Sporkworld


Subscribe to Sporkworld Microblog by Email

Visit Erewhon 2.0, Sporkworld's current ongoing project.

Support Sporkworld by starting your Amazon shopping here:

We’ve had a sudden appearance of a wheelbarrow load of rocks and dirt in our compost heap — and we are actively seeking the culprit who wheeled her or his load of dirt 20-100 feet into our yard to make this deposit and mess up our compost.  Who knows what was in this dirt?  How annoying is it?

It appears that this corruption of our soil is a repeat of an unfortunate episode deep in my family’s past.  And I have to say, our esteemed ancestor was none too happy about his experience either.

This is what he wrote July 21st 1869:

Things are growing finely all except sweet Corn — That seems stunted — Fault of manure — got Aaron to misx that poudrette and he ruined it.

Notice that he named names — and I am not.

Patient Safety Day 2014
At a recent meeting with staff of a local hospital, I mentioned that our conversation, of course, occurs in the context of the fact that we all have to die some time.  The Chief Medical Officer immediately responded, Yes, but in our time, not before our time.  That’s what we aim for here: That our patients do not die before their time.There are facts about this hospital that convince me the CMO is not simply saying what I want to hear.  The hospital is making huge strides in creating a safer place for patients, and there is both dissatisfaction within administration about safety levels and a determination to do something about safety to make things better.A breath of fresh air, certainly.Speaking of which, yesterday morning we discovered a single specimen of Helen’s pinks.  She grew them for years in her gardens in Bowmansville, NY.  After her death, her sons and daughters each took seeds, and we all planted them in our gardens.  But after several years, they disappeared.This year – a sign of hope dare I think?  That single pink, heavy with brilliant blooms, so that even the casual gardener noticed.Helen Suckow grew up on a farm, toughened by life and weather, in a place with a street named after her farming ancestors.  She dwelt in fact, laced with ties to family, the tiny community around her, and church.She spent the last several years of her life in an assisted care facility and eventually a nursing home, and she had the courage to make the decision herself to leave her home for a more protective environment.That is why I write about her today:  Hers is one of the stories that worked out well.  Hers is a story that needs to be commonplace instead of exceptional.The continued care from assisted living to nursing home was seamless, and lined with caring staff, comfortable, attractive surroundings, and attention to her wishes regarding end or life care.When her time came, there were no heroic (undesired) measures, and she died in her own bed with family present.So, my wish is for more of us to die in our own time and with suffering minimized.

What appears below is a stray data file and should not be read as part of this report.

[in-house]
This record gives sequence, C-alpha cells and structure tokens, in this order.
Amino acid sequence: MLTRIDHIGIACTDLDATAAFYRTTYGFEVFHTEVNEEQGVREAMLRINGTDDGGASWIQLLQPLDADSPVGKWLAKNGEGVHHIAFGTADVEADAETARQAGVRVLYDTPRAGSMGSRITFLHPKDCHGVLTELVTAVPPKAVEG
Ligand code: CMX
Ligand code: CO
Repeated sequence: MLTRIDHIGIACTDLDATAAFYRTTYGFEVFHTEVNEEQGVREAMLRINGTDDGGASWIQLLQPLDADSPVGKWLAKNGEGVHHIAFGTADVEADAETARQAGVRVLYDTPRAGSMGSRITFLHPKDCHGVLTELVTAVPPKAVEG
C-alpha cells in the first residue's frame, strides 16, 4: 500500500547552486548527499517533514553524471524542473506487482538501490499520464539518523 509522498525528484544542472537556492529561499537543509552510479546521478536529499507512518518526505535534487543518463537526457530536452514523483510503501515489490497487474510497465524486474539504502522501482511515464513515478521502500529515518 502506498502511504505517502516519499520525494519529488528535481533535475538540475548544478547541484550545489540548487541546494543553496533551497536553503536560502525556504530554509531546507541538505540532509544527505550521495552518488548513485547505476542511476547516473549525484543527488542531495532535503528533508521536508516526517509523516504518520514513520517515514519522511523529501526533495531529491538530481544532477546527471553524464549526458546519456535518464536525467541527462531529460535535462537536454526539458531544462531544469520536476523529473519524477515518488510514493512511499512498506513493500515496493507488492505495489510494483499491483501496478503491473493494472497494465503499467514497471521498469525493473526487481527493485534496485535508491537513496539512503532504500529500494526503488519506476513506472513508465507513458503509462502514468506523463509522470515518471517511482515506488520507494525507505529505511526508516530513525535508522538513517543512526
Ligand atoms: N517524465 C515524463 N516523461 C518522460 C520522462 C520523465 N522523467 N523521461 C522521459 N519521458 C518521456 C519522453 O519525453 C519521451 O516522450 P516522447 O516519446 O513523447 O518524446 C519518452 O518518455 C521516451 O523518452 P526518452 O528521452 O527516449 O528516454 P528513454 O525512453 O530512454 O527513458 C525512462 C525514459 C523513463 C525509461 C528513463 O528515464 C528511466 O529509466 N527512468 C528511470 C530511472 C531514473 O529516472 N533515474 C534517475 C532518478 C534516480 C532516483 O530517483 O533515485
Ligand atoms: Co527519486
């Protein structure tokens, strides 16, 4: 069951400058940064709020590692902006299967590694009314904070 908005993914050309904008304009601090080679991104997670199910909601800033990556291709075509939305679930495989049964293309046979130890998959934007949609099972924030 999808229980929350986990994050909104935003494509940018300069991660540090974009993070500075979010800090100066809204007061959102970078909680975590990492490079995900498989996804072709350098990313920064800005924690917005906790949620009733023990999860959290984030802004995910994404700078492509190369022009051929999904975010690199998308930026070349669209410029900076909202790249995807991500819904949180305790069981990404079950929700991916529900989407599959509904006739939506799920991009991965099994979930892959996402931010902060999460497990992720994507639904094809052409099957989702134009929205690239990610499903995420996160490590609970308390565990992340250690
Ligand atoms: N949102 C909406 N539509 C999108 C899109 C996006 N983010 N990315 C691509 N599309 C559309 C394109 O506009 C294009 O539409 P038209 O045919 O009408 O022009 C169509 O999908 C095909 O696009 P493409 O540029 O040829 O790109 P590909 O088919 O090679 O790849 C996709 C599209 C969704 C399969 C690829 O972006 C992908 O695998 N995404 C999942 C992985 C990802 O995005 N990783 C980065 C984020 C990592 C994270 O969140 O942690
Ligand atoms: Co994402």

Patient Safety Day 2014

At a recent meeting with staff of a local hospital, I mentioned that our conversation, of course, occurs in the context of the fact that we all have to die some time.  The Chief Medical Officer immediately responded, Yes, but in our time, not before our time.  That’s what we aim for here: That our patients do not die before their time.

There are facts about this hospital that convince me the CMO is not simply saying what I want to hear.  The hospital is making huge strides in creating a safer place for patients, and there is both dissatisfaction within administration about safety levels and a determination to do something about safety to make things better.

A breath of fresh air, certainly.

Speaking of which, yesterday morning we discovered a single specimen of Helen’s pinks.  She grew them for years in her gardens in Bowmansville, NY.  After her death, her sons and daughters each took seeds, and we all planted them in our gardens.  But after several years, they disappeared.

This year – a sign of hope dare I think?  That single pink, heavy with brilliant blooms, so that even the casual gardener noticed.

Helen Suckow grew up on a farm, toughened by life and weather, in a place with a street named after her farming ancestors.  She dwelt in fact, laced with ties to family, the tiny community around her, and church.

She spent the last several years of her life in an assisted care facility and eventually a nursing home, and she had the courage to make the decision herself to leave her home for a more protective environment.

That is why I write about her today:  Hers is one of the stories that worked out well.  Hers is a story that needs to be commonplace instead of exceptional.